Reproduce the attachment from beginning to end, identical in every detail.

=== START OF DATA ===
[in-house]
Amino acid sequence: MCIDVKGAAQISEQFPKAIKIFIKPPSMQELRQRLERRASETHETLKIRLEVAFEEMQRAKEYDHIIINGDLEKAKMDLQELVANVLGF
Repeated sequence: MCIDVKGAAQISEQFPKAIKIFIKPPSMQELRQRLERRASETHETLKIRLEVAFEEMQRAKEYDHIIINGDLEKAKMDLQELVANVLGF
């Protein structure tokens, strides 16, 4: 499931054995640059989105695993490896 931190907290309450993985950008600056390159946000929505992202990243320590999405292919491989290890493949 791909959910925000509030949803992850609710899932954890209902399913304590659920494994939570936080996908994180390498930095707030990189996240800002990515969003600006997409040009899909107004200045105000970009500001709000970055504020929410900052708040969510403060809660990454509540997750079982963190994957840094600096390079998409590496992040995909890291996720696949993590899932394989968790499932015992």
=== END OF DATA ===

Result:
[in-house]
Amino acid sequence: MCIDVKGAAQISEQFPKAIKIFIKPPSMQELRQRLERRASETHETLKIRLEVAFEEMQRAKEYDHIIINGDLEKAKMDLQELVANVLGF
Repeated sequence: MCIDVKGAAQISEQFPKAIKIFIKPPSMQELRQRLERRASETHETLKIRLEVAFEEMQRAKEYDHIIINGDLEKAKMDLQELVANVLGF
């Protein structure tokens, strides 16, 4: 499931054995640059989105695993490896 931190907290309450993985950008600056390159946000929505992202990243320590999405292919491989290890493949 791909959910925000509030949803992850609710899932954890209902399913304590659920494994939570936080996908994180390498930095707030990189996240800002990515969003600006997409040009899909107004200045105000970009500001709000970055504020929410900052708040969510403060809660990454509540997750079982963190994957840094600096390079998409590496992040995909890291996720696949993590899932394989968790499932015992």